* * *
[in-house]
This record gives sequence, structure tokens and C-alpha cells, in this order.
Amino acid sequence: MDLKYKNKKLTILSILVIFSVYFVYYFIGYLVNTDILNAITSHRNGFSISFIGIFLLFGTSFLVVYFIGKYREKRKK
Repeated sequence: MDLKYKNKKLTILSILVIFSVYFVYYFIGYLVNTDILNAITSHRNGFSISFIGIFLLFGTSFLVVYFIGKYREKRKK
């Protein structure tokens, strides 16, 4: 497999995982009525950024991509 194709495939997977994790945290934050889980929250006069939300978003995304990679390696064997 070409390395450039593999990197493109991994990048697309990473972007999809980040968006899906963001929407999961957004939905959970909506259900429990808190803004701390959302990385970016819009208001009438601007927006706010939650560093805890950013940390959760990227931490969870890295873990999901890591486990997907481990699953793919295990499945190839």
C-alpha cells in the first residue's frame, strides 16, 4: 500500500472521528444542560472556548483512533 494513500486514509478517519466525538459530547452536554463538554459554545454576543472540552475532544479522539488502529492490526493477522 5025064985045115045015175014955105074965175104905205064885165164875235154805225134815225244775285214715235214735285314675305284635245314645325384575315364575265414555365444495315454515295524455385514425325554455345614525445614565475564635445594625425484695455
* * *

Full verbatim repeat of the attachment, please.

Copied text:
[in-house]
This record gives sequence, structure tokens and C-alpha cells, in this order.
Amino acid sequence: MDLKYKNKKLTILSILVIFSVYFVYYFIGYLVNTDILNAITSHRNGFSISFIGIFLLFGTSFLVVYFIGKYREKRKK
Repeated sequence: MDLKYKNKKLTILSILVIFSVYFVYYFIGYLVNTDILNAITSHRNGFSISFIGIFLLFGTSFLVVYFIGKYREKRKK
């Protein structure tokens, strides 16, 4: 497999995982009525950024991509 194709495939997977994790945290934050889980929250006069939300978003995304990679390696064997 070409390395450039593999990197493109991994990048697309990473972007999809980040968006899906963001929407999961957004939905959970909506259900429990808190803004701390959302990385970016819009208001009438601007927006706010939650560093805890950013940390959760990227931490969870890295873990999901890591486990997907481990699953793919295990499945190839």
C-alpha cells in the first residue's frame, strides 16, 4: 500500500472521528444542560472556548483512533 494513500486514509478517519466525538459530547452536554463538554459554545454576543472540552475532544479522539488502529492490526493477522 5025064985045115045015175014955105074965175104905205064885165164875235154805225134815225244775285214715235214735285314675305284635245314645325384575315364575265414555365444495315454515295524455385514425325554455345614525445614565475564635445594625425484695455